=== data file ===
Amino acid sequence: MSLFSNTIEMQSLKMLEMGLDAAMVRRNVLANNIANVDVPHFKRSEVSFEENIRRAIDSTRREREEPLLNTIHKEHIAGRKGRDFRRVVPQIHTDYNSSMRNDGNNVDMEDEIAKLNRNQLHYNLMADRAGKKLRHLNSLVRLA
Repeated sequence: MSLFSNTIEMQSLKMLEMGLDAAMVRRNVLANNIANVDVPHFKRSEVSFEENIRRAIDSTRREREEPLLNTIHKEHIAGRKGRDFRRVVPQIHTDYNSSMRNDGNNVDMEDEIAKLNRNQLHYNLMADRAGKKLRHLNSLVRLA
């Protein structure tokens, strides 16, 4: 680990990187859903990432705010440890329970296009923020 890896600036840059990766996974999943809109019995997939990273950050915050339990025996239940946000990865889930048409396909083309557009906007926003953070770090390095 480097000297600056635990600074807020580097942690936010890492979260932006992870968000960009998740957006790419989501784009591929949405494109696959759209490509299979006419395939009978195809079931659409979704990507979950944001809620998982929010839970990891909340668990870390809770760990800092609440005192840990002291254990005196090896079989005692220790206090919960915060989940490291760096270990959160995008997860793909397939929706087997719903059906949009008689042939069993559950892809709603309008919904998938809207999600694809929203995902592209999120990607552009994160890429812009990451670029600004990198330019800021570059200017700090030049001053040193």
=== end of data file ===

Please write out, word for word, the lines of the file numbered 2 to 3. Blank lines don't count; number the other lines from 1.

Repeated sequence: MSLFSNTIEMQSLKMLEMGLDAAMVRRNVLANNIANVDVPHFKRSEVSFEENIRRAIDSTRREREEPLLNTIHKEHIAGRKGRDFRRVVPQIHTDYNSSMRNDGNNVDMEDEIAKLNRNQLHYNLMADRAGKKLRHLNSLVRLA
């Protein structure tokens, strides 16, 4: 680990990187859903990432705010440890329970296009923020 890896600036840059990766996974999943809109019995997939990273950050915050339990025996239940946000990865889930048409396909083309557009906007926003953070770090390095 480097000297600056635990600074807020580097942690936010890492979260932006992870968000960009998740957006790419989501784009591929949405494109696959759209490509299979006419395939009978195809079931659409979704990507979950944001809620998982929010839970990891909340668990870390809770760990800092609440005192840990002291254990005196090896079989005692220790206090919960915060989940490291760096270990959160995008997860793909397939929706087997719903059906949009008689042939069993559950892809709603309008919904998938809207999600694809929203995902592209999120990607552009994160890429812009990451670029600004990198330019800021570059200017700090030049001053040193």